December 4, 2016 Facebook Twitter LinkedIn Google+ all3dp.com


MATT Architecture uses 3D printing to save time and money reiterating models of architectural plans they are working on in central London.

MATT Architecture is a firm based in London which uses 3D printing as a tool to engage clients at the early stage of a design process. By using 3D printed models, they can convey their ideas a lot more easily.

The firm works on a wide range of buildings. Previously, their models had been made using paper or cardboard and were constructed by hand.

However, this solution does not convey complex intricacies. It also requires a lot of effort to work out all of the geometries in paper. This time could be much better spent elsewhere — this is where 3D printing saves the day.

Daniel Lauand, one of the architects working at MATT, explains:

“Whilst architects have always constructed physical models to test and evaluate design decisions, 3D printing opened up the possibility of increasing the frequency and complexity of this iterative process between digital model and physical artefact.”

Benefits of 3D Printing for MATT Architecture

3D printing came into the firm after founding partner Matt White backed a printer on Kickstarter. The team now have a pair of Ultimaker 2 machines and one Ultimaker 2+. They have plans to implement a fourth printer next year.

The printers have saved a huge amount of time already. Currently, the team are working on the Ilona Rose House project. This is a 300,000 square-foot new build in central London.

During the planning process, the team required some way in which they could reiterate the design multiple times. As a result, 3D printing proved to be an invaluable tool for prototyping models quickly.

The prints help transmit ideas for the build to planners. Therefore, 3D printing was especially useful for the building’s facade which the team 3D printed in full size. They then cast a mold and finally produced a tile. As a result, MATT can clearly show their ideas planners and manufacturers.

Lauand predicts a bright future for the technology. He said: “I see 3D printing as an essential tool for the development of our architectural ideas in practice, a way of testing the limits of possibility in the comfort of our own studio.”

Source: Ultimaker

MATT architecture

MATT architecture

MATT Architecture uses 3D printing to save time and money reiterating models of architectural plans they are working on in central London.

MATT Architecture is a firm based in London which uses 3D printing as a tool to engage clients at the early stage of a design process. By using 3D printed models, they can convey their ideas a lot more easily.

The firm works on a wide range of buildings. Previously, their models had been made using paper or cardboard and were constructed by hand.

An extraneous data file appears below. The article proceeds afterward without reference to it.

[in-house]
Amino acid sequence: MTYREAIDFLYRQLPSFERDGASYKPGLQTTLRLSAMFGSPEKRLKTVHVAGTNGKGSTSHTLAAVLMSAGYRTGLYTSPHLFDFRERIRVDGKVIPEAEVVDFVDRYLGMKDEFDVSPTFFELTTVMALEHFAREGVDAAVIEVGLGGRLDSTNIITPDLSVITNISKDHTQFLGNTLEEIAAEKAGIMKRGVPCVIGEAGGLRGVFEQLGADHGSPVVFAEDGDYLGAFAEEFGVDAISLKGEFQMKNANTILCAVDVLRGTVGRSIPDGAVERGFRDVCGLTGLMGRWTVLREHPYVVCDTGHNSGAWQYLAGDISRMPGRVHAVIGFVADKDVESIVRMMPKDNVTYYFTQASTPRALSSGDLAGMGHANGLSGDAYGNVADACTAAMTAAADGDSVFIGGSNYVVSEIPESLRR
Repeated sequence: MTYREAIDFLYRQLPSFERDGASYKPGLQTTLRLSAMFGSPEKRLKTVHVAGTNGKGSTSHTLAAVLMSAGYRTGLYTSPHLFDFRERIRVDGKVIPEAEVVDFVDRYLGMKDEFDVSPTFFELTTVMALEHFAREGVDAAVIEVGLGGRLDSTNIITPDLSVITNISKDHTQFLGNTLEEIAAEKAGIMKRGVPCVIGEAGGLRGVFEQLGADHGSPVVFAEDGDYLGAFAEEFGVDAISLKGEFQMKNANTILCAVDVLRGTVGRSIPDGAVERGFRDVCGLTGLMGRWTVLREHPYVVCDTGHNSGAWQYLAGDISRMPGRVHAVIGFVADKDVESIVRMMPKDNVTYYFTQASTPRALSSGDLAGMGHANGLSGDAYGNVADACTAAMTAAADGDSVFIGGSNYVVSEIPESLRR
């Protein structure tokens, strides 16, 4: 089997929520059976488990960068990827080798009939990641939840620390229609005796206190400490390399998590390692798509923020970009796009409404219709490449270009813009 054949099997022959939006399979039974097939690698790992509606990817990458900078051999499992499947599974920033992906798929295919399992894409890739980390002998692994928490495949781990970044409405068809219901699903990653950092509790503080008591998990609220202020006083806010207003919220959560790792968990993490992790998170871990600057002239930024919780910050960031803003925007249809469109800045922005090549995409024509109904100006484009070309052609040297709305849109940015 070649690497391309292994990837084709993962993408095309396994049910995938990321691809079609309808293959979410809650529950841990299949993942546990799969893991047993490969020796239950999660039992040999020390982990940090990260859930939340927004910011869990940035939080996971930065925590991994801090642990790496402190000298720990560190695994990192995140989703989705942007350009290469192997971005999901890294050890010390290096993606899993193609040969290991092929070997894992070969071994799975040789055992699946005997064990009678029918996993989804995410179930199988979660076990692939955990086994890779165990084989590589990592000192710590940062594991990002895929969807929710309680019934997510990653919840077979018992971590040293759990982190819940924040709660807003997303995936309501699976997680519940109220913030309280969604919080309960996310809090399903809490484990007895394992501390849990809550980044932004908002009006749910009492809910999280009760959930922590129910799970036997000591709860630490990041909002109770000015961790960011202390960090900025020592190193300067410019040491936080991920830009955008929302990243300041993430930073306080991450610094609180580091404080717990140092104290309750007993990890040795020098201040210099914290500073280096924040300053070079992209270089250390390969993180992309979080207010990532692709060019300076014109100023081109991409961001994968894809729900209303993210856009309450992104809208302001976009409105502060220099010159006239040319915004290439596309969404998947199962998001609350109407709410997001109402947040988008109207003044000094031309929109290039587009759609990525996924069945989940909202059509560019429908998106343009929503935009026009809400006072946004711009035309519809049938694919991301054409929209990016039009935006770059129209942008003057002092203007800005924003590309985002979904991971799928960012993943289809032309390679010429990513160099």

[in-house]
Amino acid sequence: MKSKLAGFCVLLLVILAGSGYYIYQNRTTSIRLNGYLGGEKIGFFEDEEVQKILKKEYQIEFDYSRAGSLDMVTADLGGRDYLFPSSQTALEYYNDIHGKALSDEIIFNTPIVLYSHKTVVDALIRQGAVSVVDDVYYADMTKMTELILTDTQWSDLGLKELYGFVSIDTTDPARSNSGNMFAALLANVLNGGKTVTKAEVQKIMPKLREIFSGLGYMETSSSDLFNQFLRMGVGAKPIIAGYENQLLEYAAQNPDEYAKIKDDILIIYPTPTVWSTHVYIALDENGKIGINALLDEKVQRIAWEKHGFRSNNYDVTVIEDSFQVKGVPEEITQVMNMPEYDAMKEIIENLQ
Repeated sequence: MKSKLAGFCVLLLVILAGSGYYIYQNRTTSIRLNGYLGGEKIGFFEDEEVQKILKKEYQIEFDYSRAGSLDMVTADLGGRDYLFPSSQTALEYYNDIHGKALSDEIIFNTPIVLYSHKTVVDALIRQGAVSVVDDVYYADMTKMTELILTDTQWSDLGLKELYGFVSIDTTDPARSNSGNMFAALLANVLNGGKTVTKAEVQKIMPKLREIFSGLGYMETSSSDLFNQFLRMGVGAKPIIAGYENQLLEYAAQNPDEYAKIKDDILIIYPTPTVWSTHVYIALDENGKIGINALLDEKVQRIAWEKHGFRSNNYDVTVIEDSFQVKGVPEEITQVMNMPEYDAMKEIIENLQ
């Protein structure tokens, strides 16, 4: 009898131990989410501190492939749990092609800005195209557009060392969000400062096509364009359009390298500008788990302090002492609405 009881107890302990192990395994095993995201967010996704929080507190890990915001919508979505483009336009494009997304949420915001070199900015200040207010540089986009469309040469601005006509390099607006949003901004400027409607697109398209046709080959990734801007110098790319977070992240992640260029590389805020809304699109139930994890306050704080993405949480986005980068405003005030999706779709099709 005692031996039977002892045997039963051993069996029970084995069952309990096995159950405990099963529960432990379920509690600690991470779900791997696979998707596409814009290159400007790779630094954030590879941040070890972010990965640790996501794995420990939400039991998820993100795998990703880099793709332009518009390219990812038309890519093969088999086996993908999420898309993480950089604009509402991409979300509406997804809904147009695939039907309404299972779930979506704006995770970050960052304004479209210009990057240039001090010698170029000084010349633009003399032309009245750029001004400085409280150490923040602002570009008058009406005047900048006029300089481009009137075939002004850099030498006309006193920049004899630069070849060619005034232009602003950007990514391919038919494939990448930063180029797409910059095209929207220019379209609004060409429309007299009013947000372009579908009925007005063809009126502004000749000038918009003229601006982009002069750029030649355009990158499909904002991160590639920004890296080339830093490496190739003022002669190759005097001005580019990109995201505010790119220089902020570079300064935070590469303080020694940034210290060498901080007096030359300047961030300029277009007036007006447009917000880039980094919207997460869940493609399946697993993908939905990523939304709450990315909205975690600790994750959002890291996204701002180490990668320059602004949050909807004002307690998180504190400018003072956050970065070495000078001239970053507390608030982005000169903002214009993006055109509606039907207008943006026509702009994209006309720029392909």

However, this solution does not convey complex intricacies. It also requires a lot of effort to work out all of the geometries in paper. This time could be much better spent elsewhere — this is where 3D printing saves the day.

Daniel Lauand, one of the architects working at MATT, explains:

“Whilst architects have always constructed physical models to test and evaluate design decisions, 3D printing opened up the possibility of increasing the frequency and complexity of this iterative process between digital model and physical artefact.”

Benefits of 3D Printing for MATT Architecture

3D printing came into the firm after founding partner Matt White backed a printer on Kickstarter. The team now have a pair of Ultimaker 2 machines and one Ultimaker 2+. They have plans to implement a fourth printer next year.

The printers have saved a huge amount of time already. Currently, the team are working on the Ilona Rose House project. This is a 300,000 square-foot new build in central London.

During the planning process, the team required some way in which they could reiterate the design multiple times. As a result, 3D printing proved to be an invaluable tool for prototyping models quickly.

The prints help transmit ideas for the build to planners. Therefore, 3D printing was especially useful for the building’s facade which the team 3D printed in full size. They then cast a mold and finally produced a tile. As a result, MATT can clearly show their ideas planners and manufacturers.

Lauand predicts a bright future for the technology. He said: “I see 3D printing as an essential tool for the development of our architectural ideas in practice, a way of testing the limits of possibility in the comfort of our own studio.”

Source: Ultimaker

MATT architecture

MATT architecture

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